Of the 1,000 new words and definitions added to Merriam-Webster.com in February, terms related to tech and to social media range from ‘abandonware’ and ‘backward compatible’ to ‘NSFW’ and ‘white hat’.
If you flinch at these, or feel baffled, you’re not alone. “We all object to novelty in language,” says Sokolowski. But as frequency increases, we start using new phrases without the same self-consciousness, he says.
For instance, the word ‘blog’ — a shortened term for ‘weblog’ — was first spotted by editors in 1999 and within five years was in the dictionary. “It may be an ugly word and a word people objected to initially but we needed a name for this thing,” says Sokolowski. “People probably wearing flip flops in Silicon Valley made a two-syllable word into a one-syllable word that they all recognised.”
A sign of status
Silicon Valley’s experimentation culture naturally generates new words to describe innovations in financing, product development or marketing, says Steven Ganz, co-author of Valley Speak – Deciphering the Jargon of Silicon Valley. But it’s also a result of the trend towards personal branding and innovators attempting to corner a market, he says.
“People want to claim intellectual turf for themselves, not that much different than what people try to do in academia by carving out disciplines for themselves. But this is in a business setting.”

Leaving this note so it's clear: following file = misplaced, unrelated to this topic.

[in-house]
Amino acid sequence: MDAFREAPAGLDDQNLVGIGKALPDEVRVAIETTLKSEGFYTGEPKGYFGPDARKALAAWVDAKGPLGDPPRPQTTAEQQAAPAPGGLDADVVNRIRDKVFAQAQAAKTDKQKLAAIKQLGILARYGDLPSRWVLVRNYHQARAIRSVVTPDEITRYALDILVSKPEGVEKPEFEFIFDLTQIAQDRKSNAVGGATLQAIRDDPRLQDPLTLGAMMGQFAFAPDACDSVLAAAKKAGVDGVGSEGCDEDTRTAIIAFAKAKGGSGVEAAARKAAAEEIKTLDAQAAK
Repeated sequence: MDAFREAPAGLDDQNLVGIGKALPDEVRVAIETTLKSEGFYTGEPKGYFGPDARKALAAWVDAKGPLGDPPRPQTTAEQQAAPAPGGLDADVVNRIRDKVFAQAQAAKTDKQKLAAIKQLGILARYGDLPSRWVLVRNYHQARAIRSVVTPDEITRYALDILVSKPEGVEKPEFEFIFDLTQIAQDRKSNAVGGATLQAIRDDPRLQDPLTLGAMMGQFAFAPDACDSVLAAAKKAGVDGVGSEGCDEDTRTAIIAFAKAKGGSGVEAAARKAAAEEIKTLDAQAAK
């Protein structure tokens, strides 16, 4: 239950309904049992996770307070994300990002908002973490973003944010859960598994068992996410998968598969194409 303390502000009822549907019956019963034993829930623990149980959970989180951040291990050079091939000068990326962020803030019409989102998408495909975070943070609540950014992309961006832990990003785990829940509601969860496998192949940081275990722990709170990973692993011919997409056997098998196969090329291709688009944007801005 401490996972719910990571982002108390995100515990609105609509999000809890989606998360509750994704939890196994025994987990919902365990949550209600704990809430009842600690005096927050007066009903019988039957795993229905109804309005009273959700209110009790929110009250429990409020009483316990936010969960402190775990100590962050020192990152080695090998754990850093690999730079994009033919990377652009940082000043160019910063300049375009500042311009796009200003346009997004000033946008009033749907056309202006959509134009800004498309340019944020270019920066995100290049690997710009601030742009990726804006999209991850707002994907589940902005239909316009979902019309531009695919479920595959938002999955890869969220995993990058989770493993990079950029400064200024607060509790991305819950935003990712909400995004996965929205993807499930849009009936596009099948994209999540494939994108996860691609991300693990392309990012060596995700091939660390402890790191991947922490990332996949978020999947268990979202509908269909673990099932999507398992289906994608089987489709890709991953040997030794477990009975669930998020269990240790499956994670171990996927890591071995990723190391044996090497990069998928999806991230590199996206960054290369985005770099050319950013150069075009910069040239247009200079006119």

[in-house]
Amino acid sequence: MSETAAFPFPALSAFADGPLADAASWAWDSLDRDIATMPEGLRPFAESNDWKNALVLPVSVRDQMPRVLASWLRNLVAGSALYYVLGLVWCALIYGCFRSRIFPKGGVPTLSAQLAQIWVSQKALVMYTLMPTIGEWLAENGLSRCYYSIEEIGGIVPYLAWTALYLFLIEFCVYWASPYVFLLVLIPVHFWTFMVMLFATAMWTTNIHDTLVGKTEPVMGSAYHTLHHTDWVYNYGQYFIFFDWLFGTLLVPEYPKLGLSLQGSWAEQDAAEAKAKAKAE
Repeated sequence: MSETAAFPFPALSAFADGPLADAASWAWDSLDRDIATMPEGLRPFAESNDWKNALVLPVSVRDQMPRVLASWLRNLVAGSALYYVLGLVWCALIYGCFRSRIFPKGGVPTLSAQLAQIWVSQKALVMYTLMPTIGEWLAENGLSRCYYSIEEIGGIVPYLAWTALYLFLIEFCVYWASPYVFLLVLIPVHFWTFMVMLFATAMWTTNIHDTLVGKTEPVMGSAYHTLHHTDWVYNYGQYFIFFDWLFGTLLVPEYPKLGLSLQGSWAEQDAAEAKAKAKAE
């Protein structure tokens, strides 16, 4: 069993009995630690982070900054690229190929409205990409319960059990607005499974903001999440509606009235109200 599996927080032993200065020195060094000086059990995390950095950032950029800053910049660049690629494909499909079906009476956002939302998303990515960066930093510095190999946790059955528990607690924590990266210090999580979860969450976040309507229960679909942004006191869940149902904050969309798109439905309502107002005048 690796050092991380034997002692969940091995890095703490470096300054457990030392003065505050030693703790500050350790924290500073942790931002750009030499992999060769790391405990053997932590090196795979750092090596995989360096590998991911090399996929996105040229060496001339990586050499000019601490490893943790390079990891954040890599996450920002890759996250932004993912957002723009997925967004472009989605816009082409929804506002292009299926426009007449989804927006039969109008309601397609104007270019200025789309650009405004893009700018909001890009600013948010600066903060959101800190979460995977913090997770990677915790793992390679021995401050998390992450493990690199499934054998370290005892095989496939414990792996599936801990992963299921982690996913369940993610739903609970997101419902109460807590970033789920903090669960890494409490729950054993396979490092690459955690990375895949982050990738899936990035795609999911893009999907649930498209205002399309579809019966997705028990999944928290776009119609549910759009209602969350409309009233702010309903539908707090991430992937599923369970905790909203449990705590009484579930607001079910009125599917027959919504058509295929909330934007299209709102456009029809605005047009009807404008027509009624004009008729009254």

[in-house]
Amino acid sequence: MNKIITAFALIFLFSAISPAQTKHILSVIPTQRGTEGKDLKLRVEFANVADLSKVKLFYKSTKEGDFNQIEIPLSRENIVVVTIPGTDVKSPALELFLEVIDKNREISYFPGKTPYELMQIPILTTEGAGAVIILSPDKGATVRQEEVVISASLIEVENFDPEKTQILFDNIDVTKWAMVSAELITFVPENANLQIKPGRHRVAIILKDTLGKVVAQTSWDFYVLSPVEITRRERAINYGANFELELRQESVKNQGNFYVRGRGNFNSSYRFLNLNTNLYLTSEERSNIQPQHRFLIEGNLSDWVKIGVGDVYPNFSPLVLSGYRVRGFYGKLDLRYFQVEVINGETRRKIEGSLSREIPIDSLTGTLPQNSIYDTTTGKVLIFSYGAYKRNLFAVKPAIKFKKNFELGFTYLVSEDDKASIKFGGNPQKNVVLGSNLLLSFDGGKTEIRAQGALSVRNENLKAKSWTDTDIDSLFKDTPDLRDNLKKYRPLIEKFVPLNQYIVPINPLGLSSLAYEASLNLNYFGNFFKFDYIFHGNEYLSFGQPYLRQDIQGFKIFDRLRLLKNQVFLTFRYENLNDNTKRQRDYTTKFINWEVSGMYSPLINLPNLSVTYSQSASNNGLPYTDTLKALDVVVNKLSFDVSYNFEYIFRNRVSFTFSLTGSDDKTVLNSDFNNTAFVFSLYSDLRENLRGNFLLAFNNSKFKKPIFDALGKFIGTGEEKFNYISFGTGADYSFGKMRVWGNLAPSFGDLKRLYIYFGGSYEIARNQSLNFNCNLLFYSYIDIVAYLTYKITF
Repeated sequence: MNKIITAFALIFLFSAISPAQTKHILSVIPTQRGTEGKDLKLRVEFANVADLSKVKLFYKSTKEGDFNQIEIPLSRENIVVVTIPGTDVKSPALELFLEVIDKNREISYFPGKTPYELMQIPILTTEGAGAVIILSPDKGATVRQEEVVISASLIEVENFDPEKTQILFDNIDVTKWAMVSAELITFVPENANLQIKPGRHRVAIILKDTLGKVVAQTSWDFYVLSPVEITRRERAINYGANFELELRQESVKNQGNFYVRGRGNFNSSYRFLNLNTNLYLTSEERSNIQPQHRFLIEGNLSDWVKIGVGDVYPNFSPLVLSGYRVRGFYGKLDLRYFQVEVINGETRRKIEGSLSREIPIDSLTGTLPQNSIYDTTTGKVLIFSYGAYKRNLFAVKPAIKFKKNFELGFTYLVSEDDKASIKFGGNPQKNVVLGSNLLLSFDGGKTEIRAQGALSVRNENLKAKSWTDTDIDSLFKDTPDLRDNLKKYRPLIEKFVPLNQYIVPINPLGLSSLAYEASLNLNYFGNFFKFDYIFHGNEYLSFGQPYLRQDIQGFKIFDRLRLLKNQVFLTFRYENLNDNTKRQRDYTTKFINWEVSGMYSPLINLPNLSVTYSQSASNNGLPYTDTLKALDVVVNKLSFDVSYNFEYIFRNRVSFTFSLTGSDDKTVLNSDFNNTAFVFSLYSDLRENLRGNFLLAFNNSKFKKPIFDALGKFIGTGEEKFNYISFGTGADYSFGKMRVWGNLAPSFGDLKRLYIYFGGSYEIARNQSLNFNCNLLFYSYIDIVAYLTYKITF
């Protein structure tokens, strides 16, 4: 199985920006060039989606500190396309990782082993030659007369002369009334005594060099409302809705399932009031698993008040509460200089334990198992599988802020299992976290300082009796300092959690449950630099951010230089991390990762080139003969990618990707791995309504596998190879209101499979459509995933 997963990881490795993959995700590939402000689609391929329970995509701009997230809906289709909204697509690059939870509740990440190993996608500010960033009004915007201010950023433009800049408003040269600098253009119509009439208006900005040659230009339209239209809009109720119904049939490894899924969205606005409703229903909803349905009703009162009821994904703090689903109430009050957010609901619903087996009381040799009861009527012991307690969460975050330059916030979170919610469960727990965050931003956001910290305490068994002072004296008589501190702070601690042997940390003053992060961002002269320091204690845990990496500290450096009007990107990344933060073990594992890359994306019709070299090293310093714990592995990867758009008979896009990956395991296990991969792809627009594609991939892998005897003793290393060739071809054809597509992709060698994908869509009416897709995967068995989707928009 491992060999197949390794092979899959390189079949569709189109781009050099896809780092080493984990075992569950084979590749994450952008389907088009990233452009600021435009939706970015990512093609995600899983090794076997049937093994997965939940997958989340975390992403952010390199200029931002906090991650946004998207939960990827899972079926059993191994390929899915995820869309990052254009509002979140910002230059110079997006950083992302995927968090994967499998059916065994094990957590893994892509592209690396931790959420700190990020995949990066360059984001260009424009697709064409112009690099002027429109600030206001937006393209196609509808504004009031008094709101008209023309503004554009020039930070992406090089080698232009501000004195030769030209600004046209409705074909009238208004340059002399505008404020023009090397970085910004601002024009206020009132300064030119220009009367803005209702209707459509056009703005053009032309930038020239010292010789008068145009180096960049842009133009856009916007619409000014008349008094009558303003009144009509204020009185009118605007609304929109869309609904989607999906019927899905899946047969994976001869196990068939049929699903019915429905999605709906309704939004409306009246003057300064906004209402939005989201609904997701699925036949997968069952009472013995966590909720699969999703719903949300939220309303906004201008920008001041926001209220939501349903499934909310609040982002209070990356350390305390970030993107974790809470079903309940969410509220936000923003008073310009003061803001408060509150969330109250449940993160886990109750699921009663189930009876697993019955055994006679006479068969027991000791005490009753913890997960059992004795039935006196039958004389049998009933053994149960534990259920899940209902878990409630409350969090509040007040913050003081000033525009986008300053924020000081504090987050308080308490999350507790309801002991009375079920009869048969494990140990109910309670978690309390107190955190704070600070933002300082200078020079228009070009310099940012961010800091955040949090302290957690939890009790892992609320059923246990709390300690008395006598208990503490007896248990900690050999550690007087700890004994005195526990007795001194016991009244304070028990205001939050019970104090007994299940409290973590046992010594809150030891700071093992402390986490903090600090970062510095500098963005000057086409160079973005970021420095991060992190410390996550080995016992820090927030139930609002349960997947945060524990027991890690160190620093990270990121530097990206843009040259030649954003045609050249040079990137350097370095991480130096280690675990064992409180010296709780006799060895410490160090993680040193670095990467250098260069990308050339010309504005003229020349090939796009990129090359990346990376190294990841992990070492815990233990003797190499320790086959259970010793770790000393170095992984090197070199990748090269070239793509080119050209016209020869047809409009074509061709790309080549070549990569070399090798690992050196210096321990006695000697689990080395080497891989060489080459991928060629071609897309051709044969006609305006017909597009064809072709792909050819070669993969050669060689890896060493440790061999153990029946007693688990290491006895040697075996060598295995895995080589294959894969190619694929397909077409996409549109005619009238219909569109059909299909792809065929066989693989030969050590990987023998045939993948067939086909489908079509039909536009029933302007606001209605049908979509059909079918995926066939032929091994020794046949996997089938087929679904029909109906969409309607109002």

Words and terms invented in Silicon Valley are quickly exported. In the IT sector, words become very quickly in fashion in the US and then get passed to the UK, says Rob Steggles, senior marketing director for Europe at telecommunications giant NTT Communications in Paris, France.
And many people are keen to have the freshest tech talk tripping off their tongue. “In the UK and America, by using a term like ‘algorithmic computing’ or ‘agile development’ it’s almost a code for signalling you’re one of the ‘in crowd’ who understands these terms,” says Steggles. “If you can speak like that, then you’re up-to-date with current events — there’s a subtext that goes along with it.”
While tech talk makes sense between insiders, using it in non-technical business conversations might not be as useful, warns Jamie Sunderland, strategy director at Neu, a digital product development studio in Glasgow, UK.
“Every industry has insular jargon and acronyms,” he says. “The challenge is when they become too widespread and then detach from their original meaning, ending up being used to hype conversations and make management feel relevant.”
The key is not to get distracted by fancy words in the way you describe something. “You have to try to drop the ego a little bit and get into the eyes and the shoes of the customer and the user who often doesn’t speak like that,” Sunderland explains.
Tech and startup talk can sometimes be overused by people simply trying to look cool , says Ganz.
More and more, though, Kennedy hears geek speak infiltrating conversations a long way from the workplace.
“My mother knows some tech terms, for example, just by listening to NPR [National Public Radio] or watching the news or whatnot. So many tech companies are talked about so regularly,” she says. “I think that’s reflective of the fact that tech companies are much more prevalent now and a larger share of the economy.”